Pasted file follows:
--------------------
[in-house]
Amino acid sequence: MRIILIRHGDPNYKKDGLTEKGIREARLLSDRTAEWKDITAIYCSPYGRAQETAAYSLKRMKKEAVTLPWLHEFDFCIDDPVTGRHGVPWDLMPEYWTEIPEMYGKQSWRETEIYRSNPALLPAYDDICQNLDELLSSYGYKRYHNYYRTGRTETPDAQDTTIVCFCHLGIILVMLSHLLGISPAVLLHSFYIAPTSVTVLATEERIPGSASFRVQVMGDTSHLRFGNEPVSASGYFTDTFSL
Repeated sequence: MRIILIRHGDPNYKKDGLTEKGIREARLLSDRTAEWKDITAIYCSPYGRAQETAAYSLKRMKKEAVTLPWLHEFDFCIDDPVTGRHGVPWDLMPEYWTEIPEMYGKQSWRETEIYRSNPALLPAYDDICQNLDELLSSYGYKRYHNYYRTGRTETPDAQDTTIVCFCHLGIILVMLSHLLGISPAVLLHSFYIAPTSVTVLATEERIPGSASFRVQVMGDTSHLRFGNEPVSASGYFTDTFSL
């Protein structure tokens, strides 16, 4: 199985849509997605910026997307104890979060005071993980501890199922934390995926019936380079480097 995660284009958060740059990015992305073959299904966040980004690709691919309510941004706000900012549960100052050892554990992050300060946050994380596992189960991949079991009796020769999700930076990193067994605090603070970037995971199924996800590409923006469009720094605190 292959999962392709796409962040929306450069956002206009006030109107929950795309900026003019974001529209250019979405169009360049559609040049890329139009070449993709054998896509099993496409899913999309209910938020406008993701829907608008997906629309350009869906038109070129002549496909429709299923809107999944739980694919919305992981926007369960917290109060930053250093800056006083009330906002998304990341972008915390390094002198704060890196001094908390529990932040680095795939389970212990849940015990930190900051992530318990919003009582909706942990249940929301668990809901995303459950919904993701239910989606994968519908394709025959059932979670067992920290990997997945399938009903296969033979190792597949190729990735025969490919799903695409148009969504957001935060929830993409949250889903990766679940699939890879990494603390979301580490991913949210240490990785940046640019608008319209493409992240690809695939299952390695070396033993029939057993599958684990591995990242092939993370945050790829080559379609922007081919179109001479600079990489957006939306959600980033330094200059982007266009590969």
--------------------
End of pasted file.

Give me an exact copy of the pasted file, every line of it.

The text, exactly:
[in-house]
Amino acid sequence: MRIILIRHGDPNYKKDGLTEKGIREARLLSDRTAEWKDITAIYCSPYGRAQETAAYSLKRMKKEAVTLPWLHEFDFCIDDPVTGRHGVPWDLMPEYWTEIPEMYGKQSWRETEIYRSNPALLPAYDDICQNLDELLSSYGYKRYHNYYRTGRTETPDAQDTTIVCFCHLGIILVMLSHLLGISPAVLLHSFYIAPTSVTVLATEERIPGSASFRVQVMGDTSHLRFGNEPVSASGYFTDTFSL
Repeated sequence: MRIILIRHGDPNYKKDGLTEKGIREARLLSDRTAEWKDITAIYCSPYGRAQETAAYSLKRMKKEAVTLPWLHEFDFCIDDPVTGRHGVPWDLMPEYWTEIPEMYGKQSWRETEIYRSNPALLPAYDDICQNLDELLSSYGYKRYHNYYRTGRTETPDAQDTTIVCFCHLGIILVMLSHLLGISPAVLLHSFYIAPTSVTVLATEERIPGSASFRVQVMGDTSHLRFGNEPVSASGYFTDTFSL
């Protein structure tokens, strides 16, 4: 199985849509997605910026997307104890979060005071993980501890199922934390995926019936380079480097 995660284009958060740059990015992305073959299904966040980004690709691919309510941004706000900012549960100052050892554990992050300060946050994380596992189960991949079991009796020769999700930076990193067994605090603070970037995971199924996800590409923006469009720094605190 292959999962392709796409962040929306450069956002206009006030109107929950795309900026003019974001529209250019979405169009360049559609040049890329139009070449993709054998896509099993496409899913999309209910938020406008993701829907608008997906629309350009869906038109070129002549496909429709299923809107999944739980694919919305992981926007369960917290109060930053250093800056006083009330906002998304990341972008915390390094002198704060890196001094908390529990932040680095795939389970212990849940015990930190900051992530318990919003009582909706942990249940929301668990809901995303459950919904993701239910989606994968519908394709025959059932979670067992920290990997997945399938009903296969033979190792597949190729990735025969490919799903695409148009969504957001935060929830993409949250889903990766679940699939890879990494603390979301580490991913949210240490990785940046640019608008319209493409992240690809695939299952390695070396033993029939057993599958684990591995990242092939993370945050790829080559379609922007081919179109001479600079990489957006939306959600980033330094200059982007266009590969």